The Greens aim high. The main message from their party’s conference at the weekend: “We’ve been at odds for a long time. It’s time to move into the driver’s seat.”
Germany goes to the polls in September and the Greens remain steady at around 20% in opinion polls, despite having to hand over most of the publicity to the government in the COVID-19 crisis.
Their main priority now is not to lose hard-earned results with voters. They aim to be part of the next German government, either with the conservative CDU and CSU as partners or, in a much less likely scenario, in a coalition with the Social Democratic Party (SPD) and the Left Party.
The Greens have softened their stance on a number of issues for the latest manifesto, a process that previously would have resulted in lengthy and divisive debate.
For example, parties no longer reject ideas genetically modified crops out of control, despite his skeptical position.
He also found ways to streamline his policies on its core issue, the climate. It continues support demand by the Fridays for Future movement so that the planet does not heat up by more than one and a half degrees Celsius. But also explained that he could live with two degrees, the maximum allowed in the Paris Agreement on climate change.
The message is clear: The Party will no longer cut its own loose negotiations by imposing fundamental demands. Because if the trend continues, the Greens will emerge from the September polls stronger than ever … though not strong enough to do it alone.
Compromise without controversy
These measures were adopted at the weekend without major debate. One reason for this is the number of young people who have joined the party in recent years. They don’t want a truck with the old and often absurd trench wars between fundamentalists and realists, between dreamers and pragmatists. There is no industry resistance, no massive demands for an end to the automotive society.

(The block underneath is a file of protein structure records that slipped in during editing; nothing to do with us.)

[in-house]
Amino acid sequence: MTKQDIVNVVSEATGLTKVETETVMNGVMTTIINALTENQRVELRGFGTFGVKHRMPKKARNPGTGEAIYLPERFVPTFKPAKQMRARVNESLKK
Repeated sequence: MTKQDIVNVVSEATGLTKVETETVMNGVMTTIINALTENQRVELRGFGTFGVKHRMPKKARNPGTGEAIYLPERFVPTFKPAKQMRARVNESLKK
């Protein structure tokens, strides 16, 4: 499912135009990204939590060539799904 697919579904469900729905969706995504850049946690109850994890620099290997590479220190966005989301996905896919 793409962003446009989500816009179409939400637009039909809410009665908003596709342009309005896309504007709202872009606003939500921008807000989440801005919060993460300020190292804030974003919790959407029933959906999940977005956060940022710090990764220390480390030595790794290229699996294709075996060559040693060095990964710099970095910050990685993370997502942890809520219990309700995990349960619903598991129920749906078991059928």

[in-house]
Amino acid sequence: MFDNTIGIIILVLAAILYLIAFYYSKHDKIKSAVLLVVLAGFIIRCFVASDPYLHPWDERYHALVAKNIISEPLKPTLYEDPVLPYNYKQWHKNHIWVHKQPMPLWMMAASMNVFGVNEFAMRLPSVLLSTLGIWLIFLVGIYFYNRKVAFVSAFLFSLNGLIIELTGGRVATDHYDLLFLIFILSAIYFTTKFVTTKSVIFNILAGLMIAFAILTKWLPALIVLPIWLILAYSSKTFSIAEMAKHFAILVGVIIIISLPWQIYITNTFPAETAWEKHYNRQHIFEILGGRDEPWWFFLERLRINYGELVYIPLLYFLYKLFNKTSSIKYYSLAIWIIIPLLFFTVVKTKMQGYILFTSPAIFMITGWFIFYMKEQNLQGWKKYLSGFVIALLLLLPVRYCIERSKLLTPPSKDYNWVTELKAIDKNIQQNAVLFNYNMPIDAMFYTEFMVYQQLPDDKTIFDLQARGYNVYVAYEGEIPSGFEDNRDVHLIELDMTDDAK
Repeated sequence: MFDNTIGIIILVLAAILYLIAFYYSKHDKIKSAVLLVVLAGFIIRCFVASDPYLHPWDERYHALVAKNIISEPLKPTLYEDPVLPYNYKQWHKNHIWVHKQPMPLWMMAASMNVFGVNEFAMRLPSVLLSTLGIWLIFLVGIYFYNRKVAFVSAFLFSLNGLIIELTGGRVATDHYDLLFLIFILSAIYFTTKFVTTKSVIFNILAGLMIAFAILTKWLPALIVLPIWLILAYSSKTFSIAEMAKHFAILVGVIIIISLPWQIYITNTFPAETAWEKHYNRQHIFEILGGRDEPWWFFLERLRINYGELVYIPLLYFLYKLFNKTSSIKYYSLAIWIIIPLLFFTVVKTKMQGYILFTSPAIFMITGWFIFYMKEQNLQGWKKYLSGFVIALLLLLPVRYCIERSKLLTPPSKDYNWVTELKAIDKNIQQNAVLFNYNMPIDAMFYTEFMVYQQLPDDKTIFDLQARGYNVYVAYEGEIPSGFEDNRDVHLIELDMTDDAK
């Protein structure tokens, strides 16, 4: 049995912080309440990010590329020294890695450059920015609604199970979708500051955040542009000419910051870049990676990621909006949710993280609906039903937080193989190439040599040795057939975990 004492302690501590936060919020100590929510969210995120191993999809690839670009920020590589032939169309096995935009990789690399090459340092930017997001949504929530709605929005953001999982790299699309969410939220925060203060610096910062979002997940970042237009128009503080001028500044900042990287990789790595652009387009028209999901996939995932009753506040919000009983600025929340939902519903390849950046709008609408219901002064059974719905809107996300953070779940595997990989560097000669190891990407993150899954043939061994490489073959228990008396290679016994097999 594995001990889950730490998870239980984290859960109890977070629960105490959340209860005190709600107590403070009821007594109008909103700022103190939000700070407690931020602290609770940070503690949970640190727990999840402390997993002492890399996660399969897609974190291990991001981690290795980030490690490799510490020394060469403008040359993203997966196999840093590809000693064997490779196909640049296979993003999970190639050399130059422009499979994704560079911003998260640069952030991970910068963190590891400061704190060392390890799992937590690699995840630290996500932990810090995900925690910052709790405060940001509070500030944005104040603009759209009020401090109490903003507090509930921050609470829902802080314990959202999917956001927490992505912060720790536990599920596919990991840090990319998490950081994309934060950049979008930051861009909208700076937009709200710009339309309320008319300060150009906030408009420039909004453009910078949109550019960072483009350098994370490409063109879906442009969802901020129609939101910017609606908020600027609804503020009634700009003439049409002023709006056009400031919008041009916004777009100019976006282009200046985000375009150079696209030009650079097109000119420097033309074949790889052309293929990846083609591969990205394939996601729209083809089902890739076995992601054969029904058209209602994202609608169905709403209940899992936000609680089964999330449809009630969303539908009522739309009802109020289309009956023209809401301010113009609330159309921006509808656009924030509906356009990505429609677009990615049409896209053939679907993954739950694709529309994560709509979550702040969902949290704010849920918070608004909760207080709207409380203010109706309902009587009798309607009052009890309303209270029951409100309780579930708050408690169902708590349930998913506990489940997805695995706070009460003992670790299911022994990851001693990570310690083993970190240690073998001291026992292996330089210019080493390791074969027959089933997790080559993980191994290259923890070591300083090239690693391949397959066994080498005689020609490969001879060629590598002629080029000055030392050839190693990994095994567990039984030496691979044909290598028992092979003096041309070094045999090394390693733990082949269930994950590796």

Instead, the party has taken a step toward elements of society that are often skeptical of it: “Our new manifesto is an offer for you, us, for everyone,” said co-leader Annalena Baerbock. That thought was echoed by the other co-leaders,Robert Habeck, when he says that the most important task is to find a common language and set goals that will win the approval of as many people as possible.
While the CDU’s search for a new leader, and therefore to become Germany’s new chancellor, descends into public squabbles, the Greens have found a new sense of unity.
But the election year 2021 still poses a risk for the Greens, who must quickly commit to one leader or another. Robert Habeck is better known and more popular among voters however Annalena Baerbock is a party darling.If the party can settle this argument without destroying itself, very little will stand between that and a role in government.
A survey in September 2020 saw Robert Habeck gaining a lot of support to become the Green Party’s top candidate for next year’s election
Can the party prove its courage in a crisis?
Times have changed since the last party in government, between 1998 and 2005. Back then, the SPD’s junior partners and were seen as left-wing breakers who almost always had to operate from a minority position.
Today, it holds the reins of power in several federal states and has credible experts in all areas of politics. His instincts felt confirmed by the COVID-19 crisis. When the emergency subsides, the need to reform our business, society and culture, in general, will top the list.
The party must hold back its courage in these difficult times, as Europe sees a revival of nationalism and populism, the pandemic underscores a growing chasm between rich and poor, and the European Union threatens to collapse under its feet. Restless governance is the last thing that is needed.
It seems the party leadership has caught on. Whether that could turn those findings into reality was anyone’s guess. But organizations that were once considered the “anti-party party” have never had a better chance.
This article was translated from German.